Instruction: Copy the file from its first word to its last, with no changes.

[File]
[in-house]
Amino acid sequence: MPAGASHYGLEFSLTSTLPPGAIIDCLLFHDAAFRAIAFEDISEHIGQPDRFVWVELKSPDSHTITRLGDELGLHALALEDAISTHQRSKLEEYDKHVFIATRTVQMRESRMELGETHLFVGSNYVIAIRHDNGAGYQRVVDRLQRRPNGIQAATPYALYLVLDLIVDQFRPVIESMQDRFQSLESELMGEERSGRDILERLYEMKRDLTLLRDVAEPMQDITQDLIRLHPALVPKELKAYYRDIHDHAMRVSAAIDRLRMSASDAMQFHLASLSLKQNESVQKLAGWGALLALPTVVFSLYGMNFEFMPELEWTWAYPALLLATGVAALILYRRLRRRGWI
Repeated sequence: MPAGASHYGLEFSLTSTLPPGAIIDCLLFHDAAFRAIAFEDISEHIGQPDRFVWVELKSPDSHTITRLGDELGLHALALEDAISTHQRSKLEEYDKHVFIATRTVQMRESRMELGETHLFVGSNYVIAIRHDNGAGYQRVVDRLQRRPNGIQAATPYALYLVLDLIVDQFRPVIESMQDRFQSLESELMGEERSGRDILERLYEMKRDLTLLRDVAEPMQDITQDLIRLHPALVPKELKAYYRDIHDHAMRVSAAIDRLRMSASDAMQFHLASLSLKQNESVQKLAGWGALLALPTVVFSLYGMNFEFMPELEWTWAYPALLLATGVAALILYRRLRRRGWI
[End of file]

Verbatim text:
[in-house]
Amino acid sequence: MPAGASHYGLEFSLTSTLPPGAIIDCLLFHDAAFRAIAFEDISEHIGQPDRFVWVELKSPDSHTITRLGDELGLHALALEDAISTHQRSKLEEYDKHVFIATRTVQMRESRMELGETHLFVGSNYVIAIRHDNGAGYQRVVDRLQRRPNGIQAATPYALYLVLDLIVDQFRPVIESMQDRFQSLESELMGEERSGRDILERLYEMKRDLTLLRDVAEPMQDITQDLIRLHPALVPKELKAYYRDIHDHAMRVSAAIDRLRMSASDAMQFHLASLSLKQNESVQKLAGWGALLALPTVVFSLYGMNFEFMPELEWTWAYPALLLATGVAALILYRRLRRRGWI
Repeated sequence: MPAGASHYGLEFSLTSTLPPGAIIDCLLFHDAAFRAIAFEDISEHIGQPDRFVWVELKSPDSHTITRLGDELGLHALALEDAISTHQRSKLEEYDKHVFIATRTVQMRESRMELGETHLFVGSNYVIAIRHDNGAGYQRVVDRLQRRPNGIQAATPYALYLVLDLIVDQFRPVIESMQDRFQSLESELMGEERSGRDILERLYEMKRDLTLLRDVAEPMQDITQDLIRLHPALVPKELKAYYRDIHDHAMRVSAAIDRLRMSASDAMQFHLASLSLKQNESVQKLAGWGALLALPTVVFSLYGMNFEFMPELEWTWAYPALLLATGVAALILYRRLRRRGWI